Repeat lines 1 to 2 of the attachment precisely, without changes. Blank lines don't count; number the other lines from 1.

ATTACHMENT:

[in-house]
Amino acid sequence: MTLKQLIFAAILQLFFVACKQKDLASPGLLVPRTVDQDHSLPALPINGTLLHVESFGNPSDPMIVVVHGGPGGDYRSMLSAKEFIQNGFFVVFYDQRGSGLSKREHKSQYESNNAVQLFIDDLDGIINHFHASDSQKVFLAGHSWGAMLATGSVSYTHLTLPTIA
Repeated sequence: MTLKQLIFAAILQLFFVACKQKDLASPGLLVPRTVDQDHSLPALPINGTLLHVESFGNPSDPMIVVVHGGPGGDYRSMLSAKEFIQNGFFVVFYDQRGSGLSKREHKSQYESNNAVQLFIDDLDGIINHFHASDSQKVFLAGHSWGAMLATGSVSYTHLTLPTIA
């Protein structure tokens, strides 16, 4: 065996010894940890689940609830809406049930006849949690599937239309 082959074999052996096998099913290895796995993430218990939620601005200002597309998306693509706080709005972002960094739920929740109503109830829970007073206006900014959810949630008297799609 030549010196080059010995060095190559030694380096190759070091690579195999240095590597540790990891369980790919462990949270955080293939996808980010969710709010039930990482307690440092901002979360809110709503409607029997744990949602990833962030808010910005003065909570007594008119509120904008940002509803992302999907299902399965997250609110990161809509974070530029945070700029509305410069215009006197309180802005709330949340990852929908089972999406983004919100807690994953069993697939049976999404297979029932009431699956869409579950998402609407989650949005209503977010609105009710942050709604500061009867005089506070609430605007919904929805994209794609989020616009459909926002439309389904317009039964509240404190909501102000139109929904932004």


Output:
[in-house]
Amino acid sequence: MTLKQLIFAAILQLFFVACKQKDLASPGLLVPRTVDQDHSLPALPINGTLLHVESFGNPSDPMIVVVHGGPGGDYRSMLSAKEFIQNGFFVVFYDQRGSGLSKREHKSQYESNNAVQLFIDDLDGIINHFHASDSQKVFLAGHSWGAMLATGSVSYTHLTLPTIA